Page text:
[Rd] dependencies on system packages

Dirk Eddelbuettel edd at debian.org
Fri Feb 4 19:24:16 CET 2011


On 4 February 2011 at 10:01, Simon Urbanek wrote:
| Claudia,
| thanks for you comments .
| On Feb 4, 2011, at 3:18 AM, Claudia Beleites wrote:
| > Dear all,
| > 
| > From the writing extensions manual:
| > "Other dependencies (external to the R system) should be listed in the ‘SystemRequirements’ field, possibly amplified in a separate README file."
| > 
| > I guess one problem is the user may not realize that the -dev version is needed, and just sees libxml2 installed but the R package installation stopping with the respective error.
| > 
| I'd argue that if a user attempts to install a package from sources instead
| of using the distribution binaries, he should know what he's doing as there
| is much more involved (proper tools, usually a different library location
| etc.). And anyone who knows what he's doing also knows that -dev packages
| are needed (at the latest when the installation fails you remember ;)). If
| he doesn't then it should give him a clue that he may want to use something
| else (and especially Linux users should know better ;)). 
| Clearly, it doesn't prevent users from doing stupid things and I completely
| agree with you that the README should have the instructions as far as the
| developer knows. And as a package developer you'll learn soon enough when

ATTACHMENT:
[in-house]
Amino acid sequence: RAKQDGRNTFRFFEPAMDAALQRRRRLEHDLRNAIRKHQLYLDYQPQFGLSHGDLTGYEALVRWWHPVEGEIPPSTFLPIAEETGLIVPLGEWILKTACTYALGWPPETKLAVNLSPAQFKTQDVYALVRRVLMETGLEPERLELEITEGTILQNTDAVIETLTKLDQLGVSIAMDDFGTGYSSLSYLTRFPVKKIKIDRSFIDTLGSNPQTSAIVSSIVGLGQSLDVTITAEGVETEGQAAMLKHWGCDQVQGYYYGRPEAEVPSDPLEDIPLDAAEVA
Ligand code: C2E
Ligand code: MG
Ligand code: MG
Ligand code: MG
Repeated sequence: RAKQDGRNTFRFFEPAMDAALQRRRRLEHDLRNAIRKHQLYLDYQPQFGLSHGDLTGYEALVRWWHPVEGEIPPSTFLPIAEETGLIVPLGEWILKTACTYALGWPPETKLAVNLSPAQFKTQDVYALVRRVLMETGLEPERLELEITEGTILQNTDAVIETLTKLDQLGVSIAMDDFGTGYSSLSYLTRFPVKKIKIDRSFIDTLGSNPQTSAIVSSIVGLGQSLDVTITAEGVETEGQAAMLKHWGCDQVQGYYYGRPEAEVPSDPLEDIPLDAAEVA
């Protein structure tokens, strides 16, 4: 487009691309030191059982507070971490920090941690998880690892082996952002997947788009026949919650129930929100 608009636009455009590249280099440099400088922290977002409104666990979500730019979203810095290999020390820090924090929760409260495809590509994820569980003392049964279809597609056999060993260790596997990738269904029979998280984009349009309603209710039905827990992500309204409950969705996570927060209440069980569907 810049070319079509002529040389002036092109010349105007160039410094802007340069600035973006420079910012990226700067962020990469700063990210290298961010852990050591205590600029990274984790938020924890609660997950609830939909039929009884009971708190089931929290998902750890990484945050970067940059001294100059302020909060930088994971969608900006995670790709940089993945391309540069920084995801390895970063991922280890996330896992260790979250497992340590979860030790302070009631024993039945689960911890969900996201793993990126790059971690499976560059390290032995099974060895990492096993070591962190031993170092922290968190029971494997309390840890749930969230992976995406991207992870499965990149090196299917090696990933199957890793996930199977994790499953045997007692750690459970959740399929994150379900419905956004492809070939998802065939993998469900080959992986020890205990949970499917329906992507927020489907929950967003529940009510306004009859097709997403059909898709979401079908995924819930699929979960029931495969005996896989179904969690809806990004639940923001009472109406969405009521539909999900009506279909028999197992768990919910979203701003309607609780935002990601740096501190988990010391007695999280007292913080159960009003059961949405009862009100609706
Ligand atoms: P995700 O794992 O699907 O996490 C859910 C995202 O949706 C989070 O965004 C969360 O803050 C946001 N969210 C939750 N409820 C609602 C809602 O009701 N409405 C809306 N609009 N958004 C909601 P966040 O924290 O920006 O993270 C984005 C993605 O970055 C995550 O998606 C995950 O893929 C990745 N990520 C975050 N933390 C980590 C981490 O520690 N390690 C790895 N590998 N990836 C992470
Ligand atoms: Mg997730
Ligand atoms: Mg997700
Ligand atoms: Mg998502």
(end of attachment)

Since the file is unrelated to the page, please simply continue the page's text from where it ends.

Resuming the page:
| people start complaining ;).

I respectfully disagree.

Based on a number of years of supporting users on Linux where people install
frequently from source, I can assure you that a rather large number of people
fails.  Not everybody is fluent with compilers, knows about libraries and
their interdependencies, or can even read configure error messages. We all
see the r-help messages (or the traffic on the SIG lists).

People want to use the wealth of software that is CRAN, and we should help
them.  I have also been involved in by now two attempts to overcome this in
an automated fashion via cran2deb.  We had that working somewhat reliably
until parts of the infrastructure misteriously self-destructed (a large
sqlite table) right when I visited Vienna, and are now in a rewrite which may
be never ending (for lack of resources).  There was a lot of interest for it
when it worked, and there is ongoing interest right now (as a few guys from
across Europe just met last weekend to try to use for BioC builds).

There were also folks from other distros who tried something similar. What
Jeroen suggested is along those lines with the needed meta-data. Whether we
make it per-package (as per Jeroen's idea) or 'per-repo-distro-pair' (which
is what cran2deb does) is a detail.  

We need to address this: With 2600+ packages and continued growth, manually
wading through README is not good enough.  We should do better.  Resources
(time, money, servers, ...) would help.  Maybe one day someone with more time
can fold this into a proper sub-project of a larger grant application.  It
would be worth, and I would try to help, time permitting.

Cheers, Dirk